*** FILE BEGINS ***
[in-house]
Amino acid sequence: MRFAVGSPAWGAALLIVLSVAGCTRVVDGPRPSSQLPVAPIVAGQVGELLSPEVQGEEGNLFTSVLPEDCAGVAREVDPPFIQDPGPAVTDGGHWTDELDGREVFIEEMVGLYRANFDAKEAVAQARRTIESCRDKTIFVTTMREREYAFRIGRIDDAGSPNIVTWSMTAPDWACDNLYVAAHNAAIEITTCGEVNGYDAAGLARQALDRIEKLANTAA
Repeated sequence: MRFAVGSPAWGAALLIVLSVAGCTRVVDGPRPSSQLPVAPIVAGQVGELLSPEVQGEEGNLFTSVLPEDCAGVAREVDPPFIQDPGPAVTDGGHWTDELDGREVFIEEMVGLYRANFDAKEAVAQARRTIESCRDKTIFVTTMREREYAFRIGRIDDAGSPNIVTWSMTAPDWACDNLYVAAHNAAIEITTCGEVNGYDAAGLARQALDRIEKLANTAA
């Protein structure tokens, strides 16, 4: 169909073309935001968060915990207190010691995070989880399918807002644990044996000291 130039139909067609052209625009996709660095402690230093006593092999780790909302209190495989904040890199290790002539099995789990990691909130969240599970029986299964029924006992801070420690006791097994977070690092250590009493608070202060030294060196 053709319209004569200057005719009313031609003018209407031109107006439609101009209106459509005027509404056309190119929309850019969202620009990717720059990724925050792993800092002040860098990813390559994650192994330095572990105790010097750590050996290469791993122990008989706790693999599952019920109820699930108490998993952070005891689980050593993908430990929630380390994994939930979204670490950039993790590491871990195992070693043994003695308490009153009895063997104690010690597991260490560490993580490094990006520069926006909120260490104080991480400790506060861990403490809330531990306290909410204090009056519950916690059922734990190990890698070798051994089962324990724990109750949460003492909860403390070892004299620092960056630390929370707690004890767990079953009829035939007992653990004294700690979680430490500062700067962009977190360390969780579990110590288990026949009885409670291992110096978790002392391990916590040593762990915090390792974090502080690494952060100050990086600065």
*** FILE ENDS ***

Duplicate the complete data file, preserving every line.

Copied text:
[in-house]
Amino acid sequence: MRFAVGSPAWGAALLIVLSVAGCTRVVDGPRPSSQLPVAPIVAGQVGELLSPEVQGEEGNLFTSVLPEDCAGVAREVDPPFIQDPGPAVTDGGHWTDELDGREVFIEEMVGLYRANFDAKEAVAQARRTIESCRDKTIFVTTMREREYAFRIGRIDDAGSPNIVTWSMTAPDWACDNLYVAAHNAAIEITTCGEVNGYDAAGLARQALDRIEKLANTAA
Repeated sequence: MRFAVGSPAWGAALLIVLSVAGCTRVVDGPRPSSQLPVAPIVAGQVGELLSPEVQGEEGNLFTSVLPEDCAGVAREVDPPFIQDPGPAVTDGGHWTDELDGREVFIEEMVGLYRANFDAKEAVAQARRTIESCRDKTIFVTTMREREYAFRIGRIDDAGSPNIVTWSMTAPDWACDNLYVAAHNAAIEITTCGEVNGYDAAGLARQALDRIEKLANTAA
């Protein structure tokens, strides 16, 4: 169909073309935001968060915990207190010691995070989880399918807002644990044996000291 130039139909067609052209625009996709660095402690230093006593092999780790909302209190495989904040890199290790002539099995789990990691909130969240599970029986299964029924006992801070420690006791097994977070690092250590009493608070202060030294060196 053709319209004569200057005719009313031609003018209407031109107006439609101009209106459509005027509404056309190119929309850019969202620009990717720059990724925050792993800092002040860098990813390559994650192994330095572990105790010097750590050996290469791993122990008989706790693999599952019920109820699930108490998993952070005891689980050593993908430990929630380390994994939930979204670490950039993790590491871990195992070693043994003695308490009153009895063997104690010690597991260490560490993580490094990006520069926006909120260490104080991480400790506060861990403490809330531990306290909410204090009056519950916690059922734990190990890698070798051994089962324990724990109750949460003492909860403390070892004299620092960056630390929370707690004890767990079953009829035939007992653990004294700690979680430490500062700067962009977190360390969780579990110590288990026949009885409670291992110096978790002392391990916590040593762990915090390792974090502080690494952060100050990086600065």